Ten long, cold minutes later, Merrin was sure he could see the outline of the jagged rocks opposite him more clearly.

And as he watched, a slow slither of movement just below the skyline told him that dawn must be near—a Land Wurm was returning to its Burrow. Fascinated, Merrin watched the seemingly endless cylinder of the creature pour into the cliff face on the far side of the ravine. He wondered how many were doing just the same thing at that very moment on his

side of the ravine—maybe only a few feet away for all he knew, for Land Wurms were as silent as the night. The only sound heralding their arrival—if you were lucky—might be the clatter of a stone dislodging as they moved in for the kill. At that moment a shower of small stones fell from the cliffs above Merrin and, heart racing, he leaped back. Like a line of dominoes, twenty-six Things behind him did the same.

Merrin was spooked. As much as he was longing to escape the Things, he decided he would not set foot outside until he had seen the sun and knew

that he was safe. However, the sun did not oblige. The sky remained a dull gray and Merrin waited…and waited. Then, just as he had become convinced that, typically, it would be his luck to pick the one day in the whole history of the world when the sun was not going to rise, he saw a watery white disc inching its way into the sky above the somber cliffs. At last—it was time to go.

But first he had to get rid of the Things. Merrin was not going to make the trek to the Castle dogged by a long line of dismal Things. No way. He turned to the first Thing

in line. “I have left my cloak in the Observatory,” he said. “Get it for me.”

The Thing looked puzzled. His Master was wearing his cloak.

“Get it!” shouted Merrin. “All of you—get my cloak!”

A servant Thing may not disobey its Master. With reproachful looks—for Merrin’s servant Things were not without intelligence—the creatures sloped off along the old Wurm Burrow. They were not surprised when a massive thud followed by a great rush of air told them that Merrin had slammed the huge iron Burrow plug closed. With a resigned air, the Things

continued their task and all, bar one, were still searching for the nonexistent cloak when Simon and Lucy returned a few days later.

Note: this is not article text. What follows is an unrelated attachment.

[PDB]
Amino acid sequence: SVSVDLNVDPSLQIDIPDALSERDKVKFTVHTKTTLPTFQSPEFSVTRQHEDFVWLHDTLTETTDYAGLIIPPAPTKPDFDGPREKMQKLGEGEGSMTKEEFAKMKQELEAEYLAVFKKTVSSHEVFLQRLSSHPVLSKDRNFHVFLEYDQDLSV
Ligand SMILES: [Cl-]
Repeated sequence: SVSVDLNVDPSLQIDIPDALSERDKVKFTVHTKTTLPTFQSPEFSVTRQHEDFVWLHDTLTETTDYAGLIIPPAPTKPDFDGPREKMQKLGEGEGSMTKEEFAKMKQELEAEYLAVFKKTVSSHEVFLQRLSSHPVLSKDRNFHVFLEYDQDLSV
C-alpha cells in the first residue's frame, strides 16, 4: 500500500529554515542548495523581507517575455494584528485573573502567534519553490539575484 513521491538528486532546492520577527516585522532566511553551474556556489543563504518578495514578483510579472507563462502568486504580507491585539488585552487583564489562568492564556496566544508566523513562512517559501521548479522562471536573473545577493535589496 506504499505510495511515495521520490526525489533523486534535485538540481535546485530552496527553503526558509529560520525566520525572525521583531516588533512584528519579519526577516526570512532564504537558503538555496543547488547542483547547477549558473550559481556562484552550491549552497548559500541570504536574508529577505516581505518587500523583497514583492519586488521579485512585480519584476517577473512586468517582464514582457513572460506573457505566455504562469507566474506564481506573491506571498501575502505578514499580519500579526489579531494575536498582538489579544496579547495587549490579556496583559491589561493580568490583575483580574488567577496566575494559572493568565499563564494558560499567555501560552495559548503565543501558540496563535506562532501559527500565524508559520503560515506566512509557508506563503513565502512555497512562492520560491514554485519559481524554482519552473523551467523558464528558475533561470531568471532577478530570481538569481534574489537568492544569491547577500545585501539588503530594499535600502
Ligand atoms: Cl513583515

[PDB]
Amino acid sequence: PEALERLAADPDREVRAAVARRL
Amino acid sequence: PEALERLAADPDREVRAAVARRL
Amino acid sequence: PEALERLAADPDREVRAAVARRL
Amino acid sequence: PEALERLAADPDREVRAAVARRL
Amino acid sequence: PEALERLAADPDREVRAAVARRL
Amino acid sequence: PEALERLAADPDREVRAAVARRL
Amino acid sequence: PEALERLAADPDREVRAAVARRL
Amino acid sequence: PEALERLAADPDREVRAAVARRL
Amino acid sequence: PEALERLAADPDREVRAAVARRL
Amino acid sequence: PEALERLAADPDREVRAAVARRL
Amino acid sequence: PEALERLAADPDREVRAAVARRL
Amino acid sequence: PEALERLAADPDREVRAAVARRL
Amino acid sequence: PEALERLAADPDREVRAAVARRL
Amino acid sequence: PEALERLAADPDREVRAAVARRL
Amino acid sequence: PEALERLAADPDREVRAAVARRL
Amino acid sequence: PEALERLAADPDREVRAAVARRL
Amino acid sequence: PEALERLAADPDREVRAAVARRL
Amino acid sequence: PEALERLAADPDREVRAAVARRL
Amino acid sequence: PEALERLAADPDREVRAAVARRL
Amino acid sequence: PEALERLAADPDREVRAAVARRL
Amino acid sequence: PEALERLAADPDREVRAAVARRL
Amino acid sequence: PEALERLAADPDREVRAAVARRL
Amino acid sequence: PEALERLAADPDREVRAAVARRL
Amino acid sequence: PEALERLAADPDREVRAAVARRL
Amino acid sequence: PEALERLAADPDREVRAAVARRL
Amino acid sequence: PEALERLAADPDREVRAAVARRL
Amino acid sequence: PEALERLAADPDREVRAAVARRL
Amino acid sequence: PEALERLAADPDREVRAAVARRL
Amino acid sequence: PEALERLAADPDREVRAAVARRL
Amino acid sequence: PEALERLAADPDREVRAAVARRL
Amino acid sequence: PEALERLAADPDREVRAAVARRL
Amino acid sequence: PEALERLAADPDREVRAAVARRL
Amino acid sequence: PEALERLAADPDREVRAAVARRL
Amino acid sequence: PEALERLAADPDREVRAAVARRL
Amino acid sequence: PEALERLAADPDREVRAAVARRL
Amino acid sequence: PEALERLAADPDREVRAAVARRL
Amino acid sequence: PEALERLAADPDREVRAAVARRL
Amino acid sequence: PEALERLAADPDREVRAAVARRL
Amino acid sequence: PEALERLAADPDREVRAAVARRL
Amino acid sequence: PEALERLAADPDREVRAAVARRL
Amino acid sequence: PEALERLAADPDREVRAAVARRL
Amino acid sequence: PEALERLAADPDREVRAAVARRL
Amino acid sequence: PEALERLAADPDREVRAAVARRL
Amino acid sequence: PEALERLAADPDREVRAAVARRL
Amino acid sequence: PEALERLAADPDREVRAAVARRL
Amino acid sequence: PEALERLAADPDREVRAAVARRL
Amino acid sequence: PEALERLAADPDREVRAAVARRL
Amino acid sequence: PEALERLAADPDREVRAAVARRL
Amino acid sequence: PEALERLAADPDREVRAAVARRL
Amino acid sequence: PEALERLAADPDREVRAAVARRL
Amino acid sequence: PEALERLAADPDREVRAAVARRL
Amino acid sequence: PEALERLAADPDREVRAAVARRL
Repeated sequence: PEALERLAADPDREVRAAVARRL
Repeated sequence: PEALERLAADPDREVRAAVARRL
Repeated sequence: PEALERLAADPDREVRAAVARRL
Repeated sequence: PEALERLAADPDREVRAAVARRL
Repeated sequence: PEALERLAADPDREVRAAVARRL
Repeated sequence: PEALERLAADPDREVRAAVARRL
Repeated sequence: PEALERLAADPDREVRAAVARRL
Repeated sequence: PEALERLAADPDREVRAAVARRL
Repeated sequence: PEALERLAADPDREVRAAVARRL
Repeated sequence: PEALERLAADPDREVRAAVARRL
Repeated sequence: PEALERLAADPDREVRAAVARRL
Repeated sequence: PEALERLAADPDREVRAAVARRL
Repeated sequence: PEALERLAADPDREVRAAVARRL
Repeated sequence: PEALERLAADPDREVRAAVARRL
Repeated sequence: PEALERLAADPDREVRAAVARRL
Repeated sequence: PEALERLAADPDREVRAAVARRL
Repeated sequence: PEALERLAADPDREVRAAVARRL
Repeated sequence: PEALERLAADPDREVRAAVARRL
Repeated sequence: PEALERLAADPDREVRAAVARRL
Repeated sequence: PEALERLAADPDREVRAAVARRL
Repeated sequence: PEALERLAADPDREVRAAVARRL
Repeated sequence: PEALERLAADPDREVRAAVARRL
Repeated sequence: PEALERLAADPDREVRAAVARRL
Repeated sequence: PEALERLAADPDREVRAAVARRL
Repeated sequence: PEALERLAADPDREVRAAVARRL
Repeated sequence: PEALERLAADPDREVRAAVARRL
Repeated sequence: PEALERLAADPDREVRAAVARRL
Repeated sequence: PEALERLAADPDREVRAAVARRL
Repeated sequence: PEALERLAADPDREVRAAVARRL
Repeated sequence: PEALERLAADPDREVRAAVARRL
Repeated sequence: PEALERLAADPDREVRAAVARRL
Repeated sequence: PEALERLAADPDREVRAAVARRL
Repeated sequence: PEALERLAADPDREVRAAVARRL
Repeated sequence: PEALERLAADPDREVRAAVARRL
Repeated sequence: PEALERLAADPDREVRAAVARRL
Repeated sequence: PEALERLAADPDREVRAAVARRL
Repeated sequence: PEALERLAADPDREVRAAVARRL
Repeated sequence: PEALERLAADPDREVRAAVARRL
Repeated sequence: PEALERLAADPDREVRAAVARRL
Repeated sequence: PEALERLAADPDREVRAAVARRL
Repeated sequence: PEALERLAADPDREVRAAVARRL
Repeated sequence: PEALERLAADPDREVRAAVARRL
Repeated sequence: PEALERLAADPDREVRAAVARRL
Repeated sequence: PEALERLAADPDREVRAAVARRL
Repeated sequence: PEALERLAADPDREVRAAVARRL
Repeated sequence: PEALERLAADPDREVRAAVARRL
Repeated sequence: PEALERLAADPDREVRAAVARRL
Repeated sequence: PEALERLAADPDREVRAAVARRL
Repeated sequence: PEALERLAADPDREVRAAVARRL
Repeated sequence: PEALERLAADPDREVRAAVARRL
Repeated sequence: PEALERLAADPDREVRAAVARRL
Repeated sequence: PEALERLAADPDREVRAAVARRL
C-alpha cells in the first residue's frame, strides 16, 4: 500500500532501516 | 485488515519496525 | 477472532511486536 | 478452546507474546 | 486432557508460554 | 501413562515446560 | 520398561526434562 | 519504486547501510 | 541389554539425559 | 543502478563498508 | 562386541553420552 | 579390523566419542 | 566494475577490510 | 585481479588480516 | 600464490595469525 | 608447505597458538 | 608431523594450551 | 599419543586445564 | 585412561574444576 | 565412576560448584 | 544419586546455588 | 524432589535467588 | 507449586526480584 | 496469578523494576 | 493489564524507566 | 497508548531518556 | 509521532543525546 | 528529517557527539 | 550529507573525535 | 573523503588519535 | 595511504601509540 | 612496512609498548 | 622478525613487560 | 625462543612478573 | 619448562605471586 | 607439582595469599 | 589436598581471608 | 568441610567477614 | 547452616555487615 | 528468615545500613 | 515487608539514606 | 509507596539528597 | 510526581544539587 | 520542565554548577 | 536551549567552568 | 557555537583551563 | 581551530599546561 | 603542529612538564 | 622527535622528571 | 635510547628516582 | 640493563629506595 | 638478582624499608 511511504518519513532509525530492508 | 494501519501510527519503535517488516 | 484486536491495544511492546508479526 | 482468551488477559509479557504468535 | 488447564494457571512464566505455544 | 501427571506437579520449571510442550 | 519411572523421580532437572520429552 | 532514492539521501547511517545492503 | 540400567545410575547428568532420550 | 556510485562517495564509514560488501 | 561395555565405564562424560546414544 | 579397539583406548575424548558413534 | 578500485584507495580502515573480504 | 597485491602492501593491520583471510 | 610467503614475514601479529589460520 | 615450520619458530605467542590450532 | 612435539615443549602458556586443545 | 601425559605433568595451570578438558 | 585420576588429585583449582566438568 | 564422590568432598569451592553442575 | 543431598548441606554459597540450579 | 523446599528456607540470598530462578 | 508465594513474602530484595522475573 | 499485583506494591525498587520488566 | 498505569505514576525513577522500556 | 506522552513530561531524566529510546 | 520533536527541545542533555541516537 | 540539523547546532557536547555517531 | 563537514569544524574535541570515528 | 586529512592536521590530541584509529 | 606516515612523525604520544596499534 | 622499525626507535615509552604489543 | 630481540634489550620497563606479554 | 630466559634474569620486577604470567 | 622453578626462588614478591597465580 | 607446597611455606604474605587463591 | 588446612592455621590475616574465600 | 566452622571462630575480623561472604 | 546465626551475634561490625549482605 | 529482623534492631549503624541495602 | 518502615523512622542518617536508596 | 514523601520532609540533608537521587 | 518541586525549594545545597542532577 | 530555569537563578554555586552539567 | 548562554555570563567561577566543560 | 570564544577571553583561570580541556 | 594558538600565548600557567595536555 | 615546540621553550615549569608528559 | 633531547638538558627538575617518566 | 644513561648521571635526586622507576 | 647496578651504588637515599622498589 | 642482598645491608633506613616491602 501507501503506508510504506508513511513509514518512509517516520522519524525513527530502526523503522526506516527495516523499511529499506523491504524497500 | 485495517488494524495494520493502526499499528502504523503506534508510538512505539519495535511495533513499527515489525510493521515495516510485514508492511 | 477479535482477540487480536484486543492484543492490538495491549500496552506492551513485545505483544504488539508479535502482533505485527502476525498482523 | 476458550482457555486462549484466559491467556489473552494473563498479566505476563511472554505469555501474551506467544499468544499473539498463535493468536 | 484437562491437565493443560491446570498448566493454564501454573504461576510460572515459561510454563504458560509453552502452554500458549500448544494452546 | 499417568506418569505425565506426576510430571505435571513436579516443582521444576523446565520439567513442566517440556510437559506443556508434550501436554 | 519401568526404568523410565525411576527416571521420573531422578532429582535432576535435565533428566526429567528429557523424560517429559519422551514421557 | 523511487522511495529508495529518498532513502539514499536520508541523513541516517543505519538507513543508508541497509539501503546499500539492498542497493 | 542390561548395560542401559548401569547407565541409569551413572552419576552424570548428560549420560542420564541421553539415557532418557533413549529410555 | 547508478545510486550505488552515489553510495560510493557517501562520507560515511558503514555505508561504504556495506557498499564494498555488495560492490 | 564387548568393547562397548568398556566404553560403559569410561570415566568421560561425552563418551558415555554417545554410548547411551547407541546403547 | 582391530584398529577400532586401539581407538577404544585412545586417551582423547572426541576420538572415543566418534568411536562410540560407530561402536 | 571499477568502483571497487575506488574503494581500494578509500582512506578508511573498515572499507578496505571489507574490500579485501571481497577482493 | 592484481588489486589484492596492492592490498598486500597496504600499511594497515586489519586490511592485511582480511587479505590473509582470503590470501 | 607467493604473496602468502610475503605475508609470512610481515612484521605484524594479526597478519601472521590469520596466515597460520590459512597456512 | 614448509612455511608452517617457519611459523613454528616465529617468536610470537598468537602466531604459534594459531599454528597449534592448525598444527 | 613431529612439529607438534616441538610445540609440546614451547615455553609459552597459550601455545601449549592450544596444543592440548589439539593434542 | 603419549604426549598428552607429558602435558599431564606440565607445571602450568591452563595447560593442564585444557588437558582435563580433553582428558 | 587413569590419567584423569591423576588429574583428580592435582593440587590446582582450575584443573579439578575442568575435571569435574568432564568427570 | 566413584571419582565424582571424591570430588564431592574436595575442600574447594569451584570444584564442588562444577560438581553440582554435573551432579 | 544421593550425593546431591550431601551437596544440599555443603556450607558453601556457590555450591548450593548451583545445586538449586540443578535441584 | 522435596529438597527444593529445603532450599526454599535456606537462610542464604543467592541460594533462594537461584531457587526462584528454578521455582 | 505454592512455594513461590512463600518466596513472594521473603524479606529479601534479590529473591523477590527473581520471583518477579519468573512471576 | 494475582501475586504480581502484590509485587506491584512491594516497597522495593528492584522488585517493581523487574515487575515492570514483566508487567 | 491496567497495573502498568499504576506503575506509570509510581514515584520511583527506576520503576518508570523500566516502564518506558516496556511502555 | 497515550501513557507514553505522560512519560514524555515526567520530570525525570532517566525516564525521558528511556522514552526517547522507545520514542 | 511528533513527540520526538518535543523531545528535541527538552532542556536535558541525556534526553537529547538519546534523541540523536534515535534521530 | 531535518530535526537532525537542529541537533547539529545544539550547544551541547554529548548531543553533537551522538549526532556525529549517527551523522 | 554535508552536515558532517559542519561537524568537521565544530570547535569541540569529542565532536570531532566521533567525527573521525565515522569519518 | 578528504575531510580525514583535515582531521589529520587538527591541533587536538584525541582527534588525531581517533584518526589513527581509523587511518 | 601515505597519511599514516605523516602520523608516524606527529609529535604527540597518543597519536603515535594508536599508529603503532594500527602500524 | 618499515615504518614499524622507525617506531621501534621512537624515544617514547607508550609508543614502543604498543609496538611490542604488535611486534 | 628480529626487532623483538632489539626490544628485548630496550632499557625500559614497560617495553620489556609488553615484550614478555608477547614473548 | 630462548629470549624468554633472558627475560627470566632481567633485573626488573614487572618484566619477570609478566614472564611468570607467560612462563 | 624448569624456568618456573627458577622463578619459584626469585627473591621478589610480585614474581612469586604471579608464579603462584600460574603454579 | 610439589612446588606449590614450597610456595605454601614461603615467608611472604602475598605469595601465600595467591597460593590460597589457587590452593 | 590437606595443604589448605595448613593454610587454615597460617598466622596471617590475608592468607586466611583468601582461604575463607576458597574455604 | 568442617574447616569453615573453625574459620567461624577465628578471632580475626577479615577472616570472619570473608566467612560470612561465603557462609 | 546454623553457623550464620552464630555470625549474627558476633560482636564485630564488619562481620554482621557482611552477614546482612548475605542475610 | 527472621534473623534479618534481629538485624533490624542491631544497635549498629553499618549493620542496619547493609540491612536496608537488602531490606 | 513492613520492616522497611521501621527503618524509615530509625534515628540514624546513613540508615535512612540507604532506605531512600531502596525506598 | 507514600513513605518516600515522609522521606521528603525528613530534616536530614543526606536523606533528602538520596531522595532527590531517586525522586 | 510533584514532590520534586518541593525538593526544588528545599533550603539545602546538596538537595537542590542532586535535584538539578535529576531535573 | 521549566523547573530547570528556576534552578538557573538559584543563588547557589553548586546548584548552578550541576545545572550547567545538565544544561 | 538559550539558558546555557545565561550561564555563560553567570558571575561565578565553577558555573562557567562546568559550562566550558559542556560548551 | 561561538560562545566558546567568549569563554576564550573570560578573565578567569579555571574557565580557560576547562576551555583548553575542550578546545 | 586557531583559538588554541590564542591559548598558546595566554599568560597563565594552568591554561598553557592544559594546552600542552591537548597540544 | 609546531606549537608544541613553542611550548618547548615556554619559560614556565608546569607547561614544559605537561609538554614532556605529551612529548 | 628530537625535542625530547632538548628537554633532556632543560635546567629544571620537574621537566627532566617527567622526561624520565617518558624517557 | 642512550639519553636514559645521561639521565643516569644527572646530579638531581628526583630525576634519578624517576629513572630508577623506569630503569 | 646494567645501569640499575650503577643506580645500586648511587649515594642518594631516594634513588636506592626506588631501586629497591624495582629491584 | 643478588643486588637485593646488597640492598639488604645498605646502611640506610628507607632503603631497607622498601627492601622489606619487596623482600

But unknown to Merrin, one of the Things—the one that he had Summoned with his backward Summons—was not bound to obey his Master. Which is why, after Merrin had set off down the track, the great iron plug to the Wurm Burrow opened once more. The Thing slunk out and began to follow the one who had Summoned him. And over the Thing’s shoulder was slung a grubby canvas sack of bones. The Thing had rapidly come to the conclusion that its new Master was going to need all the help he could get. And a sack of Darke bones might be just the help he was going to need.

Merrin took the path that hugged the walls of the slate cliffs leading into the Farmlands. He knew this part of the track well and was not fazed when, on rounding the first bend, a landslip blocked his way. With a feeling of excitement—and a little trepidation—Merrin clambered up the slippery rocks. He took care not to hurry too much, for fear of dislodging one of the rocks and sending himself plummeting hundreds of feet down into the torrent below. He reached the top safely and began to slide carefully down the other side. But halfway down, his feet slipped and sent a cluster of small rocks clattering into the ravine. Merrin stopped and held his breath, waiting for the avalanche to begin and take him with it, but his luck held and very gingerly he set off again. A few minutes later his feet touched the firm ground of the path.

Merrin let out a triumphant whoop and punched the air. He was free!

Accompanied by the roaring of the river flooding far below at the bottom of the ravine, Merrin traveled quickly down the ravine path. He did not look back even once. Even if he had, he probably would not have noticed the Thing, which blended into the shadows and took on the forms of the rocks in the way that Things do when they do not want to be noticed.

Before long Merrin was leaving the oppressive slate cliffs of the Badlands behind and heading into the scattered hill farms of the Upper Farmlands. This was unfamiliar territory now, but Merrin followed a wide track with a surface of dusty well-trodden earth. When he came to a fork in the road, he was rewarded by a sign-stone. The tall post of granite was carved with an arrow pointing him to the right and one word: CASTLE. Merrin smiled. With a confident stride, he set off along the right-hand fork.